SetCacheability: This is important and sets the Cache-Control header. See the list of HttpCacheability enums. HttpCacheability.NoCache: Tells the browser, the server, and proxies to never cache this resource. Useful for advertisements and resources that are always changing. HttpCacheability.Private: Only cache on the browser. This will provide bandwidth savings for your users. Your server won't store a cached copy of the output. This is adequate for many sites. HttpCacheability.Public: The ultimate cache setting. Tells the server to save the page, proxy caches to save the page, and the browser to save the page. HttpCacheability.Server: Only cache the page on the server (output caching without browser caching). However, when your visitors click on your static pages, they will be reloaded. HttpCacheability.ServerAndNoCache: The same as NoCache except it allows the server to store the page. Has slightly different meaning for remote clients and proxies. HttpCacheability.ServerAndPrivate: Tells proxy caches to never cache this page. But allow the browser and the server to cache it.
Handler.ashx. First, you can use HTTP handlers in ASP.NET for a faster way to server dynamic content than Web Form pages. Handler.ashx is the default name for an ASP.NET generic handler. We use the HttpContext parameter and access the Response.
ASHX Handler
HTTP Handler that uses caching: C#
<%@ WebHandler Language="C#" Class="Handler" %> using System; using System.Web; public class Handler : IHttpHandler { public void ProcessRequest (HttpContext context) { // Cache this handler response for 1 hour. HttpCachePolicy c = context.Response.Cache; c.SetCacheability(HttpCacheability.Public); c.SetMaxAge(new TimeSpan(1, 0, 0)); } public bool IsReusable { get { return false; } } }
Remove Cache-Control. You can remove the Cache-Control header in ASP.NET by configuring the application. When you use the Expires header on static resources such as JavaScript, CSS, and images, you do not need the Cache-Control header.
Info Cache-Control and Expires are alternatives and are not both needed. You can disable the HTTP Cache-Control header in Web.config.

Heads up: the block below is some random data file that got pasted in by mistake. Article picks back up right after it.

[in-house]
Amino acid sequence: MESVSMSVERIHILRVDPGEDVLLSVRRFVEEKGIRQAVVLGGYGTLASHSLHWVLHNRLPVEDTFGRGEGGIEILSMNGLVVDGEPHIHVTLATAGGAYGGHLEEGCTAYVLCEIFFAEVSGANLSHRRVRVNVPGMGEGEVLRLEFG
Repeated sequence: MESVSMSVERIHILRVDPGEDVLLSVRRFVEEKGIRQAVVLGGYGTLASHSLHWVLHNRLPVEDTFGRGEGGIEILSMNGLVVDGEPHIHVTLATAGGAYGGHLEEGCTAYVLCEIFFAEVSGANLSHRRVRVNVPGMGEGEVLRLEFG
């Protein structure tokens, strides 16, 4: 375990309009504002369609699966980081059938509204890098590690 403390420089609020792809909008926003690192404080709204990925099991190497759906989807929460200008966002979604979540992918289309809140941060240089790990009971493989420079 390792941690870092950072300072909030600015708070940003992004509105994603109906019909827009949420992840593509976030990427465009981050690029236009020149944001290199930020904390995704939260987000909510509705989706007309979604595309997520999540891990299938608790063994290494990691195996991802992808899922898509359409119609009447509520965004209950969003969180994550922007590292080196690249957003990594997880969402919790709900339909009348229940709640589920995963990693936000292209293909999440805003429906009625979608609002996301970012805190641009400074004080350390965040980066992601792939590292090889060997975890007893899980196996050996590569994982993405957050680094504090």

Also This setting is defeated if you change cache headers during execution. The setting is overridden.
Example Web.config: XML
<?xml version="1.0"?> <configuration> <appSettings/> <connectionStrings/> <system.web> <httpRuntime sendCacheControlHeader="false"/> <!-- More XML here. -->
DateTime. As noted above, HTTP dates have a specific format you must follow. Fortunately, the .NET Framework provides a format pattern string for this. You can use a special format string, after converting the date into the current time zone.
Tip For more information on HTTP date formats, such as the RFC1123 pattern, please see the Microsoft site.
Page that converts DateTime: C#
using System; using System.Web.UI; public partial class _Default : Page { protected void Page_Load(object sender, EventArgs e) { DateTime d = DateTime.UtcNow; string s = d.ToUniversalTime().ToString("r"); Response.Write(s); } }
Private caches. Private is a term that means the web browser on your users' computers. By using private, your users won't download or re-request the pages they have viewed. This reduces the work your server does and the bandwidth you use.
And It refuses proxy servers and your own server caches, meaning you still have much CPU use and bandwidth use.
Expires, Max-Age. The two HTTP headers both target the client-side caching, but have a semantic difference. Max-Age, part of the Cache-Control, is relative to the current time, making it easier to use in many cases.
And It "specifies the maximum amount of time that a representation will be considered fresh."
Max-Age, Expires. When looking at the specification for HTTP, you will see that Max-Age and Expires conflict. From the HTTP spec: "If a response includes both an Expires header and a max-age directive, the max-age directive overrides the Expires header."
Public proxy caches. There are complexities when considering proxy caching. I am not certain how common public proxy caches are, but when available, they can reduce your bandwidth and improve access times. They serve up your pages for you, for free.
Vary. If you look at the HTTP headers of MySpace, for example, you see the header "Vary: Accept-Encoding". This means that the caches will be separate for each encoding. This improves localization. You can use SetVaryByCustom to change this.
Note This is a suggestion to proxy servers, and does not improve the rate of cache hits.
Options. There is a Cache object you can use to store data programmatically. This is separate from the methods shown here, and has many different options. This document focuses on HTTP headers.
And On the server-side, the Cache[] object is useful. But it does not address the client-side caching in browsers.
Performance of using properties. My research indicates that accessing the Response.Cache property in each method call may not be ideal, and storing the HttpCachePolicy as a variable is better.
Summary. We used HTTP headers in ASP.NET to enhance performance of pages. We did not cover server-side database caching and other complex topics. We focused on the client-side HTTP headers and client-side caching.